A day after reporting fourth-quarter profit that beat expectations but sales that didn’t, Oracle is seeing its shares sink. The Merc’s Steve Johnson reported that a mere 1 percent rise in new software licenses has analysts concerned. And it was the second quarter in a row of flat revenue growth for the Redwood City company as it deals with increased competition in selling software as a service.
Mark Hurd, Oracle co-president, reportedly touted 500 new customers of the company’s cloud offerings in the quarter. Hurd also referred to upcoming “startling” cloud-related announcements that involve rivals Microsoft and Salesforce.com. Microsoft CEO Steve Ballmer will join Hurd during a Monday teleconference, according to an email invitation to the media.
Oracle’s hardware business — a product of its 2010 purchase of Sun Microsystems — continues to worry analysts, too. Hardware-systems product sales fell 13 percent in the quarter. “Seems to us that Oracle’s decision to go the hardware route is not working,” said Trip Chowdry, analyst for Global Equities Research.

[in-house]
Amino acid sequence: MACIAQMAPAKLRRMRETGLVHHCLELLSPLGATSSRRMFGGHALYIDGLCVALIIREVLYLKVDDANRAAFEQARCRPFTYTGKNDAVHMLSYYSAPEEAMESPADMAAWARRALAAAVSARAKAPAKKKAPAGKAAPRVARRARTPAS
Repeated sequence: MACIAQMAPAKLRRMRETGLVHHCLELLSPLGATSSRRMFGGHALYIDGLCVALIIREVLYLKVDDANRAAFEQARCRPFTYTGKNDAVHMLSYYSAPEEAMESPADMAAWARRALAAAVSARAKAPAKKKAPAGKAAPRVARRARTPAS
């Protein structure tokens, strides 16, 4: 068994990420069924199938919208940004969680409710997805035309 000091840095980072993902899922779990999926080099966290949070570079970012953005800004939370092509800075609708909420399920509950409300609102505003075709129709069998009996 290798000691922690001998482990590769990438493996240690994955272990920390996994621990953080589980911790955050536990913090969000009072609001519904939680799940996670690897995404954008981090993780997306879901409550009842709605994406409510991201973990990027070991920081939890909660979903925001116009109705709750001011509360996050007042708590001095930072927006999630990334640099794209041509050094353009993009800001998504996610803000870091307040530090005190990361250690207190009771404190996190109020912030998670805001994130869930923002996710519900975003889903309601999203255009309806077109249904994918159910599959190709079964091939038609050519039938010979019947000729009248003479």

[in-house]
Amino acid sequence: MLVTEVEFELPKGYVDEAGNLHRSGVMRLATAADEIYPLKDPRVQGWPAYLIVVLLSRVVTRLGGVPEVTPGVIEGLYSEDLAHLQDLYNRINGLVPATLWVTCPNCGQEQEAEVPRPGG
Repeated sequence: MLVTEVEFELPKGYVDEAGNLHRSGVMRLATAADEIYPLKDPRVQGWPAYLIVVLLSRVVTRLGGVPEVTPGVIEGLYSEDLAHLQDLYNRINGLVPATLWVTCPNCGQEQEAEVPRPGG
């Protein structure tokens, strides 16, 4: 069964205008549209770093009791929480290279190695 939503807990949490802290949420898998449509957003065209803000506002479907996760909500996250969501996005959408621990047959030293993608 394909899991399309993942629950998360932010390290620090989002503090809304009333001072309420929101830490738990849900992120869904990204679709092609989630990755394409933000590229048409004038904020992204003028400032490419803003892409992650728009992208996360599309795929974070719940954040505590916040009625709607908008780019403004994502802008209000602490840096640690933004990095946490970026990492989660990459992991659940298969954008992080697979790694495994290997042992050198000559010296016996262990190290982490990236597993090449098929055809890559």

Oracle, a longtime fixture on the Nasdaq, also has filed to trade on the New York Stock Exchange starting July 15. The NYSE says it would be the biggest transfer by market cap: Oracle’s is $156.4 billion. The NYSE also reminds people that Oracle is the fourth company to move from the Nasdaq this year. But the New York Times’ DealBook points out that eight companies defected from the NYSE to the Nasdaq this year, despite the tech-heavy exchange taking a hit to its reputation after its poor handling of the Facebook IPO last year.
Oracle shares are down nearly 9 percent to $30.31 as of this post, down more than 16 percent from their 52-week closing high of $36.34, which they reached in March.